Sunday Seniors: No Wrong Answers: Responding to Universal Language of Art

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    Artist Alison Palizzolo and Dartmouth College freshman Rachna Shah facilitate a discussion of Palizzolo's paintings "Just Before Sunset" and "Pale Blue Dot" while participants Leslie and and Harry Black look on earlier this month during a session of Perspectives: Looking at Artworks at Dartmouth-Hitchcock Medical Center in Lebanon, N.H. (Chizuko Horiuchi photograph) —Courtesy photograph

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    Artist Alison Palizzolo shows her painting "Just Before Sunset" last month to participants during a session Perspectives: Looking at Artworks at Dartmouth-Hitchcock Medical Center in Lebanon, N.H. (Chizuko Horiuchi photograph) —Courtesy photograph

  • Marianne Barthel, coordinator for the D-H Arts Program, leads the discussion during a session of Perspectives: Looking at Artworks at Dartmouth-Hitchcock Medical Center.(Robert Santulli photograph) Robert Santulli photograph (top); Chizuko Horiuchi photograph (right)

Valley News Calendar Editor
Published: 9/30/2017 10:00:11 PM
Modified: 9/30/2017 10:00:11 PM

Lebanon — Marianne Barthel held a colorful, abstract painting by artist Alison Palizzolo, whose work is on display at Dartmouth-Hitchcock Medical Center. She faced the group of about 15 people seated in a semicircle and asked them for their first impressions of the work.

“I would call it Mardi Gras,” Meg Chalmers said.

“Happiness. A big burst of happiness,” Harry Black said.

Palizzolo’s work, Just Before Sunset, was the first piece presented at the September gathering of “Perspectives: Looking at Artworks,” a Dartmouth-Hitchcock Aging Resource Center program for people with memory disorders and their caregivers that was started by Dr. Robert Santulli in 2014.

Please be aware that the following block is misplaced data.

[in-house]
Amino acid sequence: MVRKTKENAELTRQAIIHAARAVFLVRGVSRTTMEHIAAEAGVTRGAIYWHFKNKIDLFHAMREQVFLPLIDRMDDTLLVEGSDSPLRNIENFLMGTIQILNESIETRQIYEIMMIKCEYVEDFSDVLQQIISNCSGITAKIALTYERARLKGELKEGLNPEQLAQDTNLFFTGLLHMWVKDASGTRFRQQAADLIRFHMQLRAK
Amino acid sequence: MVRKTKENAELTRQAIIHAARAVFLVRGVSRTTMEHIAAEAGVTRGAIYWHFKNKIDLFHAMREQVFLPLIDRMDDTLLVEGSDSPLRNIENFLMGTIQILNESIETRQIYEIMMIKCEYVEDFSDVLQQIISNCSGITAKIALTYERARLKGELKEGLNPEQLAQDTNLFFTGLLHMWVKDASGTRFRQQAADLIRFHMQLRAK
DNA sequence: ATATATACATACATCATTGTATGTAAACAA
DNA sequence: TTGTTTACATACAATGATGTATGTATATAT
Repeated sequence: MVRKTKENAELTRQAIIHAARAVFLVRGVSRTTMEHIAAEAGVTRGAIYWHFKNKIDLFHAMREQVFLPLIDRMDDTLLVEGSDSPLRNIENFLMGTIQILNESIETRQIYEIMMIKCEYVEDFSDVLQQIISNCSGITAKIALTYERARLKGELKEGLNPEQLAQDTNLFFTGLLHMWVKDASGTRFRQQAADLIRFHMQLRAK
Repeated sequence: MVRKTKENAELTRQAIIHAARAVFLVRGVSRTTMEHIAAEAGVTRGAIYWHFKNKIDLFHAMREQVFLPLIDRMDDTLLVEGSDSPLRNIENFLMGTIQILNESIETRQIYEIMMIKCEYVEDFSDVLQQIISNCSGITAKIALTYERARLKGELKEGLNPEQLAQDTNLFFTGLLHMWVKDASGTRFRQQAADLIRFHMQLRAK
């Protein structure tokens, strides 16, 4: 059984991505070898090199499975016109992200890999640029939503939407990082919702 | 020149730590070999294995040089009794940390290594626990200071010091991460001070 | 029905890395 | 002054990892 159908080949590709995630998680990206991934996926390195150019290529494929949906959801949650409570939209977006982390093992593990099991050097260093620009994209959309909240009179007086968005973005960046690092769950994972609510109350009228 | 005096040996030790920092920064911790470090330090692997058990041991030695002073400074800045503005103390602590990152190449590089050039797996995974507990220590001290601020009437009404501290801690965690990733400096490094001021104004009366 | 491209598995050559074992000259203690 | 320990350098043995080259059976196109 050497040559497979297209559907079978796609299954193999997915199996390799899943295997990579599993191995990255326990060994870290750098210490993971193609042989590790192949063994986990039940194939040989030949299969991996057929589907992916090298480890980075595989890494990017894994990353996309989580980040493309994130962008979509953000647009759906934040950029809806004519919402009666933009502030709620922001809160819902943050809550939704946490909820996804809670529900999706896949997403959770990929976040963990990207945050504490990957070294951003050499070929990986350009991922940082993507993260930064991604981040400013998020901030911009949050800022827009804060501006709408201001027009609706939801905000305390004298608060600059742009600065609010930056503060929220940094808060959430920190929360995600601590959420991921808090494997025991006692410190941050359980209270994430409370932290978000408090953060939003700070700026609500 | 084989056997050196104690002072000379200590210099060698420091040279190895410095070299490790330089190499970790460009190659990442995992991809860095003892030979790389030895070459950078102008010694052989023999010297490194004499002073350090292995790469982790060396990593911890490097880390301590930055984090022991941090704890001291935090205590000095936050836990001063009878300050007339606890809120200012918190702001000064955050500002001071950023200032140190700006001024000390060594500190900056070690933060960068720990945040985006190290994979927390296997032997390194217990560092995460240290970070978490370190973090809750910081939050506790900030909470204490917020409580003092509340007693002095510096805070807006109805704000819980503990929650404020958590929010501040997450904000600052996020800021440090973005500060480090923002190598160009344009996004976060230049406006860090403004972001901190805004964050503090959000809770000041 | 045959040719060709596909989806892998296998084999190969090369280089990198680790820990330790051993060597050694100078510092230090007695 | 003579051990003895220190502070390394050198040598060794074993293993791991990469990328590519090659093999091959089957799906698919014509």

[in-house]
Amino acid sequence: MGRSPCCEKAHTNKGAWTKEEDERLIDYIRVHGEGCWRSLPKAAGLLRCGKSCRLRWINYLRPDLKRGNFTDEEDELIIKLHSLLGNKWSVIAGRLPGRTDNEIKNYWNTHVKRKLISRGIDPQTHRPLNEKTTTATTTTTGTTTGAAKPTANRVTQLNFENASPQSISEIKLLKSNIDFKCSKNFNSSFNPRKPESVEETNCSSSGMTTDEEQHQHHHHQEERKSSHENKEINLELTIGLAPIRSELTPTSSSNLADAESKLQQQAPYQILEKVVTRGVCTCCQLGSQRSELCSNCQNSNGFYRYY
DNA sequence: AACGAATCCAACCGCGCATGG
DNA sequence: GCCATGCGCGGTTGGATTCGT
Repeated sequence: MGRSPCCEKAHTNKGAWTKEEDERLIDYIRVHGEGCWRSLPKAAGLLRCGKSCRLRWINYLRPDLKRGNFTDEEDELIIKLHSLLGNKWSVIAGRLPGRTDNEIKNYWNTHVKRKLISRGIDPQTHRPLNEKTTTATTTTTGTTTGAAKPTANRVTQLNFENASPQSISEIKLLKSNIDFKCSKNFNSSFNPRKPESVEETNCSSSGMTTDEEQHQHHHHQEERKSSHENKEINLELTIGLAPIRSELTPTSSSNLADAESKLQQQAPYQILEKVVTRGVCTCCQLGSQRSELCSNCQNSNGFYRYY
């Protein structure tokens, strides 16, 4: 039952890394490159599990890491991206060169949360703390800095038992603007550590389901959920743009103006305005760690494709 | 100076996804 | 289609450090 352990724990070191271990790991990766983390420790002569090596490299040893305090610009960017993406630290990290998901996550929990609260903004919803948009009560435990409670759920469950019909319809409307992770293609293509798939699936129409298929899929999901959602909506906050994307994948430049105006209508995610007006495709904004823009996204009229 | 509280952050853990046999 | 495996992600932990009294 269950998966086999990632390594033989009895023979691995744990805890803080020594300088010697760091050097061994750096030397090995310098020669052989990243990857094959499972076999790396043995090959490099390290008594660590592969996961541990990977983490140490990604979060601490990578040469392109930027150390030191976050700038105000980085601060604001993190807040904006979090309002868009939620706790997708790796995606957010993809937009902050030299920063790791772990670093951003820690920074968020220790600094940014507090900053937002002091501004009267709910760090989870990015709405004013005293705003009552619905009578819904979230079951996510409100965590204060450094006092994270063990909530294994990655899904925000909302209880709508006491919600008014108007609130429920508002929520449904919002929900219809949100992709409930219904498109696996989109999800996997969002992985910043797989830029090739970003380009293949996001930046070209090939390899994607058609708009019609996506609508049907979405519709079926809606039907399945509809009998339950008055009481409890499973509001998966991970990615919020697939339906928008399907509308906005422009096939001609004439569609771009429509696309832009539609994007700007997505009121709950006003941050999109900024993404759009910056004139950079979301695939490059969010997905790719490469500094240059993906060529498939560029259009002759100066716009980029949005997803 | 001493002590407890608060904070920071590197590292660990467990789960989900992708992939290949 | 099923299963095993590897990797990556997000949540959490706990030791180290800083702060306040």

“No two sets of eyes will perceive color in the same way,” Palizzolo said. “Color is a universal language that anyone can speak.”

Like color, art is also universal and accessible. The program aims to keep people with memory disorders engaged in their communities, to focus on their “preserved abilities,” Santulli said, “rather than things they had trouble with.”

That thing being, of course, memory.

As they face a disease that constantly reminds them of what they’ve lost — the recollections, the details of a life — Perspectives reminds participants of what they still have: the ability to enjoy life, colors and each other, and that the contributions they make are appreciated and valued.

The main point is to get people who have dementia out into the community and involved in activities that focus on them, “where they don’t have to feel like the dunce in the class,” Santulli said. “This works well with people who have cognitive impairments.” They might not remember well, “but they can certainly look at something that’s right in front of them … and they have a whole range of emotional responses and other responses to what they’re looking at.”

Barthel, coordinator of the D-H Arts Program, next held up a painting that contained shades of black and white. “What do you see or think of it?” she asked.